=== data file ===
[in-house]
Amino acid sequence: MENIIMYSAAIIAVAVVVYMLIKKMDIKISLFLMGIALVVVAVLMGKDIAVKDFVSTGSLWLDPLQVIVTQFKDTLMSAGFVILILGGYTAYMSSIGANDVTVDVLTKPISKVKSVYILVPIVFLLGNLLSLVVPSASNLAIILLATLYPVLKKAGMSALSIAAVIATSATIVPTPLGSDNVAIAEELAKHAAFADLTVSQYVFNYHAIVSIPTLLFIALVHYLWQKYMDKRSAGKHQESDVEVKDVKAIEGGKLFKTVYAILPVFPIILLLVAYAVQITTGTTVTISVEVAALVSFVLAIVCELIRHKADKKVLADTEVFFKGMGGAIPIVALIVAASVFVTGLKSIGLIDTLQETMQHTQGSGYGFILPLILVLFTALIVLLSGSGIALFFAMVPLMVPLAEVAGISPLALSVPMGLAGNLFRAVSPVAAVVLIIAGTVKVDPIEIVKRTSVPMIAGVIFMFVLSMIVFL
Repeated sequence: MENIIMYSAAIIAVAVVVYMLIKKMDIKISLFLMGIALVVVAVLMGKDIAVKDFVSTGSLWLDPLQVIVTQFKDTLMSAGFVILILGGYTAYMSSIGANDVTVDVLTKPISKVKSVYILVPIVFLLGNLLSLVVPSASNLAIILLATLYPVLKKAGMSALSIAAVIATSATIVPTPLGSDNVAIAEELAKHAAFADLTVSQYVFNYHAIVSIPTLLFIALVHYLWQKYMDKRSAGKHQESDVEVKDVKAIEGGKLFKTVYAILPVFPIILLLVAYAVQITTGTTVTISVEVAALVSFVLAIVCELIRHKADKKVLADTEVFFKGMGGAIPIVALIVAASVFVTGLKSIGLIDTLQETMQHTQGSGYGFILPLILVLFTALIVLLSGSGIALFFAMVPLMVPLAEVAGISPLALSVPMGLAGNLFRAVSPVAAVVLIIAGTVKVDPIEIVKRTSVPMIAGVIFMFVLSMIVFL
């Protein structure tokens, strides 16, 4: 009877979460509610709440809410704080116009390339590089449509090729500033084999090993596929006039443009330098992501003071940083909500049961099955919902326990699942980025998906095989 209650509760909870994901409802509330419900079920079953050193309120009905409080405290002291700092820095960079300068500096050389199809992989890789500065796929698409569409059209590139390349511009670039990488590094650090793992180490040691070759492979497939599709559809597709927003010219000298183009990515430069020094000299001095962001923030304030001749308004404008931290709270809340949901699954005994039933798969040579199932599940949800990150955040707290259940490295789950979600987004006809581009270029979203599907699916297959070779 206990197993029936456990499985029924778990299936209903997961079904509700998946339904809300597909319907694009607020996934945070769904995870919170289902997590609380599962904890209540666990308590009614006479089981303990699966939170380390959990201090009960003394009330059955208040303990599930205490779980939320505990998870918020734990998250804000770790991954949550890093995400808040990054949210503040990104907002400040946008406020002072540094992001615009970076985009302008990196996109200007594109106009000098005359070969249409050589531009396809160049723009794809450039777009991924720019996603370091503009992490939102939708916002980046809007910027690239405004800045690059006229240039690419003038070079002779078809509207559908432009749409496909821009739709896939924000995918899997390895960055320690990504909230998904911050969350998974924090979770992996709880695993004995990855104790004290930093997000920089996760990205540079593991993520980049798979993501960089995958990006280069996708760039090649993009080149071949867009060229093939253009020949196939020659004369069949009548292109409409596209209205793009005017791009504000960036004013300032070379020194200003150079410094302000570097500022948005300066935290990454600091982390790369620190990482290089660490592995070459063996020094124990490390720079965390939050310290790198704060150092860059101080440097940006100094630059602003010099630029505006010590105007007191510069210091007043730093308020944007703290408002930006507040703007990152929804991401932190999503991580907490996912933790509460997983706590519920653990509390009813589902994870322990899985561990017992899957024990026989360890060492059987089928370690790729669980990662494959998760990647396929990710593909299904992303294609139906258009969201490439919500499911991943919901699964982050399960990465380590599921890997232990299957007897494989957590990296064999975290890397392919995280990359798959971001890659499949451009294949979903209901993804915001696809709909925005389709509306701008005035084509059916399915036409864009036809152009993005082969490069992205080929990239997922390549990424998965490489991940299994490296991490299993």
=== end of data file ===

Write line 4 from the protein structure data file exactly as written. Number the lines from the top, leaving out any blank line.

């Protein structure tokens, strides 16, 4: 009877979460509610709440809410704080116009390339590089449509090729500033084999090993596929006039443009330098992501003071940083909500049961099955919902326990699942980025998906095989 209650509760909870994901409802509330419900079920079953050193309120009905409080405290002291700092820095960079300068500096050389199809992989890789500065796929698409569409059209590139390349511009670039990488590094650090793992180490040691070759492979497939599709559809597709927003010219000298183009990515430069020094000299001095962001923030304030001749308004404008931290709270809340949901699954005994039933798969040579199932599940949800990150955040707290259940490295789950979600987004006809581009270029979203599907699916297959070779 206990197993029936456990499985029924778990299936209903997961079904509700998946339904809300597909319907694009607020996934945070769904995870919170289902997590609380599962904890209540666990308590009614006479089981303990699966939170380390959990201090009960003394009330059955208040303990599930205490779980939320505990998870918020734990998250804000770790991954949550890093995400808040990054949210503040990104907002400040946008406020002072540094992001615009970076985009302008990196996109200007594109106009000098005359070969249409050589531009396809160049723009794809450039777009991924720019996603370091503009992490939102939708916002980046809007910027690239405004800045690059006229240039690419003038070079002779078809509207559908432009749409496909821009739709896939924000995918899997390895960055320690990504909230998904911050969350998974924090979770992996709880695993004995990855104790004290930093997000920089996760990205540079593991993520980049798979993501960089995958990006280069996708760039090649993009080149071949867009060229093939253009020949196939020659004369069949009548292109409409596209209205793009005017791009504000960036004013300032070379020194200003150079410094302000570097500022948005300066935290990454600091982390790369620190990482290089660490592995070459063996020094124990490390720079965390939050310290790198704060150092860059101080440097940006100094630059602003010099630029505006010590105007007191510069210091007043730093308020944007703290408002930006507040703007990152929804991401932190999503991580907490996912933790509460997983706590519920653990509390009813589902994870322990899985561990017992899957024990026989360890060492059987089928370690790729669980990662494959998760990647396929990710593909299904992303294609139906258009969201490439919500499911991943919901699964982050399960990465380590599921890997232990299957007897494989957590990296064999975290890397392919995280990359798959971001890659499949451009294949979903209901993804915001696809709909925005389709509306701008005035084509059916399915036409864009036809152009993005082969490069992205080929990239997922390549990424998965490489991940299994490296991490299993």